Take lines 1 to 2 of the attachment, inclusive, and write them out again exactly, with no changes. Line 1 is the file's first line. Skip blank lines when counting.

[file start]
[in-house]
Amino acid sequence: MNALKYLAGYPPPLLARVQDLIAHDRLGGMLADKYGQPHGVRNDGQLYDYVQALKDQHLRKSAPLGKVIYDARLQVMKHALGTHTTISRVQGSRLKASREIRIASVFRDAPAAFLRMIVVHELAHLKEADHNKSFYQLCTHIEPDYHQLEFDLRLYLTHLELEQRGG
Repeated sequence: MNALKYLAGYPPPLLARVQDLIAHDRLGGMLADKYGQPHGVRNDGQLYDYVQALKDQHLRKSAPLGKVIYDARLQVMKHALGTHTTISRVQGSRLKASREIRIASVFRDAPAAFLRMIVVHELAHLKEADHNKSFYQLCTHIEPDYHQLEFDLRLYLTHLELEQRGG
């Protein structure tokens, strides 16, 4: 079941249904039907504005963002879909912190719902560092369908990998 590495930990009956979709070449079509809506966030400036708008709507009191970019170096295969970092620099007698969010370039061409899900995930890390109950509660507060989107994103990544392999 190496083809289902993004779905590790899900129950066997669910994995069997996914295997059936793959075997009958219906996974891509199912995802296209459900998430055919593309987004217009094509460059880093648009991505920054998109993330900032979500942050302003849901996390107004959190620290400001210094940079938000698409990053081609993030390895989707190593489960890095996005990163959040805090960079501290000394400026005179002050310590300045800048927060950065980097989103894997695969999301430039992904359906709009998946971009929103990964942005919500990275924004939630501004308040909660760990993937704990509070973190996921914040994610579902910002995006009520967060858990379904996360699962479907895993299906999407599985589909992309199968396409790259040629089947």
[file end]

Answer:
[in-house]
Amino acid sequence: MNALKYLAGYPPPLLARVQDLIAHDRLGGMLADKYGQPHGVRNDGQLYDYVQALKDQHLRKSAPLGKVIYDARLQVMKHALGTHTTISRVQGSRLKASREIRIASVFRDAPAAFLRMIVVHELAHLKEADHNKSFYQLCTHIEPDYHQLEFDLRLYLTHLELEQRGG